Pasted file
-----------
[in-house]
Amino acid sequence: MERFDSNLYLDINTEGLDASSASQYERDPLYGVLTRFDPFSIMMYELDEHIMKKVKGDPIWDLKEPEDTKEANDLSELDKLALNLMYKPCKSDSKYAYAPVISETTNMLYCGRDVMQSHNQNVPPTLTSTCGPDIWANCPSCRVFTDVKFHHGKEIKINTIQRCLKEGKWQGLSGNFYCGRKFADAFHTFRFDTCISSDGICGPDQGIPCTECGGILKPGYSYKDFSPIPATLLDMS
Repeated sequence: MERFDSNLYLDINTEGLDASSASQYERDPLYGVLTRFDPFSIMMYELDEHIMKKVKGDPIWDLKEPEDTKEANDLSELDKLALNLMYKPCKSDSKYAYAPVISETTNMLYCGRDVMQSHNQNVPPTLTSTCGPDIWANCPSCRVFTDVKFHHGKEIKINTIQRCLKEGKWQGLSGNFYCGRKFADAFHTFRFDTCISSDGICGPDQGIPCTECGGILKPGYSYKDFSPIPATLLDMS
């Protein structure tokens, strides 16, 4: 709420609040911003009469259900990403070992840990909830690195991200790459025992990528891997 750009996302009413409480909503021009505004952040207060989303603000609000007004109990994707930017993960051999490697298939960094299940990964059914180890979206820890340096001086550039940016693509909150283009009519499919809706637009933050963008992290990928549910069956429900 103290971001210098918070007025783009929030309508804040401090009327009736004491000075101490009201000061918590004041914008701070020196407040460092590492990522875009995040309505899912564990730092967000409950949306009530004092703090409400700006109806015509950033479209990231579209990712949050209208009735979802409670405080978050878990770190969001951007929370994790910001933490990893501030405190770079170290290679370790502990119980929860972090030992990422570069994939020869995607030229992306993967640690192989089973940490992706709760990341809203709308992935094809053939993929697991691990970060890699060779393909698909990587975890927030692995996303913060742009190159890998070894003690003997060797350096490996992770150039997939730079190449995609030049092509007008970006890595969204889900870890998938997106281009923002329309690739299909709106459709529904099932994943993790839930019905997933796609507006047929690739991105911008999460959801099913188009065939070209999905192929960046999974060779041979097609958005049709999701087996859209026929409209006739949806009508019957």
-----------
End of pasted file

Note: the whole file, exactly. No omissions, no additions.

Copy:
[in-house]
Amino acid sequence: MERFDSNLYLDINTEGLDASSASQYERDPLYGVLTRFDPFSIMMYELDEHIMKKVKGDPIWDLKEPEDTKEANDLSELDKLALNLMYKPCKSDSKYAYAPVISETTNMLYCGRDVMQSHNQNVPPTLTSTCGPDIWANCPSCRVFTDVKFHHGKEIKINTIQRCLKEGKWQGLSGNFYCGRKFADAFHTFRFDTCISSDGICGPDQGIPCTECGGILKPGYSYKDFSPIPATLLDMS
Repeated sequence: MERFDSNLYLDINTEGLDASSASQYERDPLYGVLTRFDPFSIMMYELDEHIMKKVKGDPIWDLKEPEDTKEANDLSELDKLALNLMYKPCKSDSKYAYAPVISETTNMLYCGRDVMQSHNQNVPPTLTSTCGPDIWANCPSCRVFTDVKFHHGKEIKINTIQRCLKEGKWQGLSGNFYCGRKFADAFHTFRFDTCISSDGICGPDQGIPCTECGGILKPGYSYKDFSPIPATLLDMS
């Protein structure tokens, strides 16, 4: 709420609040911003009469259900990403070992840990909830690195991200790459025992990528891997 750009996302009413409480909503021009505004952040207060989303603000609000007004109990994707930017993960051999490697298939960094299940990964059914180890979206820890340096001086550039940016693509909150283009009519499919809706637009933050963008992290990928549910069956429900 103290971001210098918070007025783009929030309508804040401090009327009736004491000075101490009201000061918590004041914008701070020196407040460092590492990522875009995040309505899912564990730092967000409950949306009530004092703090409400700006109806015509950033479209990231579209990712949050209208009735979802409670405080978050878990770190969001951007929370994790910001933490990893501030405190770079170290290679370790502990119980929860972090030992990422570069994939020869995607030229992306993967640690192989089973940490992706709760990341809203709308992935094809053939993929697991691990970060890699060779393909698909990587975890927030692995996303913060742009190159890998070894003690003997060797350096490996992770150039997939730079190449995609030049092509007008970006890595969204889900870890998938997106281009923002329309690739299909709106459709529904099932994943993790839930019905997933796609507006047929690739991105911008999460959801099913188009065939070209999905192929960046999974060779041979097609958005049709999701087996859209026929409209006739949806009508019957």